>
                      > David
                      >
                      > On 2010-04-29, at 10:25 PM, Rich wrote:
                      >
                      > > Frank Berto, a tech writer for Bicycling magazine, said the same thing years ago when Bicycling had reasonable technical content. In his book from 1988 on upgrading road bikes he argued that few riders need a high over 100 gear inches and most bikes were geared too high and had inadequate low gears. He went into a lot of detail on how to gear a bike for your riding conditions and fitness level. IMO it is still the best writing on bike gearing I know of and includes gearing layouts most current day riders have never heard of such as half step and half step plus granny.
                      >
                    • Catherine
                      Thanks everyone for your responses. It seems I have a fair bit of homework to do. My MTB has 21 speeds and the cogs have more teeth for the lowest gear than
                      Message 10 of 15 , May 2, 2010
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                        Thanks everyone for your responses. It seems I have a fair bit of homework to do. My MTB has 21 speeds and the cogs have more teeth for the lowest gear than mentioned. I might look at changing that. Is it a big job/expensive to have it done?

                        I am also seriously considering an electric motor for help up hills. My husband has shown me some available in Australia.

                        My bike is the older model of this http://www.cellbikes.com.au/MTX-1-Ladies-Bike..... so pretty basic but good and sturdy. Hopefully it will go well with an Xtracycle added.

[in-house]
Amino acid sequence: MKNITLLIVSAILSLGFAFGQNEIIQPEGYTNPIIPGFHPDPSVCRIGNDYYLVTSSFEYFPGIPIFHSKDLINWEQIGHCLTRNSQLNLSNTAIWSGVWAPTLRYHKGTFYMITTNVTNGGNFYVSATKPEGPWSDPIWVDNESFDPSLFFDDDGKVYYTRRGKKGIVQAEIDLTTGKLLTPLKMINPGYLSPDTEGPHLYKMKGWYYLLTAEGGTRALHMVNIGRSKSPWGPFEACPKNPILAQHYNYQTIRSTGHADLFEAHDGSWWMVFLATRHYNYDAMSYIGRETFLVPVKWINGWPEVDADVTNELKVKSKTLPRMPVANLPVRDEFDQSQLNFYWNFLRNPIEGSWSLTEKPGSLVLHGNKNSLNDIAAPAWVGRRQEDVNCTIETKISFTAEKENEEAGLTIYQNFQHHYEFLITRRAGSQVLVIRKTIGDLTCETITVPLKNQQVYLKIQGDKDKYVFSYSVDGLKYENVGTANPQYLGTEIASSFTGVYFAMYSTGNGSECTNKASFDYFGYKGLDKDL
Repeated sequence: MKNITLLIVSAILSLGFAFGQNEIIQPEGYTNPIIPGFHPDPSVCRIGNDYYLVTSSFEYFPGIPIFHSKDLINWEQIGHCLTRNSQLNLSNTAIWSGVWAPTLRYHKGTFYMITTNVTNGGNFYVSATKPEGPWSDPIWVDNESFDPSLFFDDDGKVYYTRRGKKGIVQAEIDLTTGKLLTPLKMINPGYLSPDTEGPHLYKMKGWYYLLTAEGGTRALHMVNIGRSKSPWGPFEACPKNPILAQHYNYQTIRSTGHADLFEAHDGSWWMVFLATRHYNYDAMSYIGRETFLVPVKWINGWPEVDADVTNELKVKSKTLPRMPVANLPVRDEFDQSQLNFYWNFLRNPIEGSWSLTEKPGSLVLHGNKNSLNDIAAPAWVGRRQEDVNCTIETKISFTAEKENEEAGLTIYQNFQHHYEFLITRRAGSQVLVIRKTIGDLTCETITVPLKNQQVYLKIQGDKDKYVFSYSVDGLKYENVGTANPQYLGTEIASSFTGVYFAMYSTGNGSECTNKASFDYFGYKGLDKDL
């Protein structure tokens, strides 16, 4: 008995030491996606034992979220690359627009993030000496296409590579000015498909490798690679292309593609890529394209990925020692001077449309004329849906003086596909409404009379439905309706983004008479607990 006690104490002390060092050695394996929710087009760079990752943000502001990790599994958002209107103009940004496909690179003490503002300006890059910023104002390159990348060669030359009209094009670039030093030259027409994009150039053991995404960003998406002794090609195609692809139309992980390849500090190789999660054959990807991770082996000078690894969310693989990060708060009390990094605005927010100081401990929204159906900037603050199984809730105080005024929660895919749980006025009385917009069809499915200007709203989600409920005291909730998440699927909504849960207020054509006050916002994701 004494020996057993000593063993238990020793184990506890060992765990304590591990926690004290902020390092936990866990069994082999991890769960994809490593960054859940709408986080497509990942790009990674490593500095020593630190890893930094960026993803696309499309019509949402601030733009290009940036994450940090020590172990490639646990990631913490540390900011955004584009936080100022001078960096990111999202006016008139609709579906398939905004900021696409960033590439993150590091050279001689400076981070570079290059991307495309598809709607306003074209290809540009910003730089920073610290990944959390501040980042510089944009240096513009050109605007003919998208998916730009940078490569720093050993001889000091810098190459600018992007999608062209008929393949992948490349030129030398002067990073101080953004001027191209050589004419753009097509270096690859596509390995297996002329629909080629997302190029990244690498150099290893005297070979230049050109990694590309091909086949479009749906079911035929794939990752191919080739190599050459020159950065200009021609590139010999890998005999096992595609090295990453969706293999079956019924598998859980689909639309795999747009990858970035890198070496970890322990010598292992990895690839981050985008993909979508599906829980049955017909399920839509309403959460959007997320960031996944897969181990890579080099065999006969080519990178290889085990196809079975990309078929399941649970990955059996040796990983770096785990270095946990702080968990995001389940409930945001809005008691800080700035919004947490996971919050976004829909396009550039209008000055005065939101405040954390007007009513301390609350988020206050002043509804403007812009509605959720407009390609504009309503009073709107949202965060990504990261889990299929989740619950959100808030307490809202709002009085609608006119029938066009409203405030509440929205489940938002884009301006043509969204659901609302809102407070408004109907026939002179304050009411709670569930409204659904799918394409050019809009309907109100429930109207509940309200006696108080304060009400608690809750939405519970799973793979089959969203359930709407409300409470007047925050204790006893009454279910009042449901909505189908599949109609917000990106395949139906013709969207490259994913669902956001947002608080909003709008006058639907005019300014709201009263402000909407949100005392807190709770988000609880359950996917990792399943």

Thanks for the suggestions of the kickback. I think this will be essential to loading children safely. Also, I wonder whether the footsies are good to have for kids? I remember reading they are not compatible with the kickback???? It seems both would be essential for passengering children.

                        Thanks to those who sent me a personal email with ideas and suggestions. I enjoyed the pictures. Unfortunately, my computer died before I could respond to any and my husband was not able to recover my emails or addresses before he reformatted.

                        I am excited about upgrading to an Xtracycle soon. In the meantime I am riding as often as I can to build up my fitness....and I might just consider getting Oliver (6yr old) to push me from time to time :0)

                        Kind Regards

                        Catherine

                        --- In rootsradicals@yahoogroups.com, "Rich" <astronut1001@...> wrote:
                        >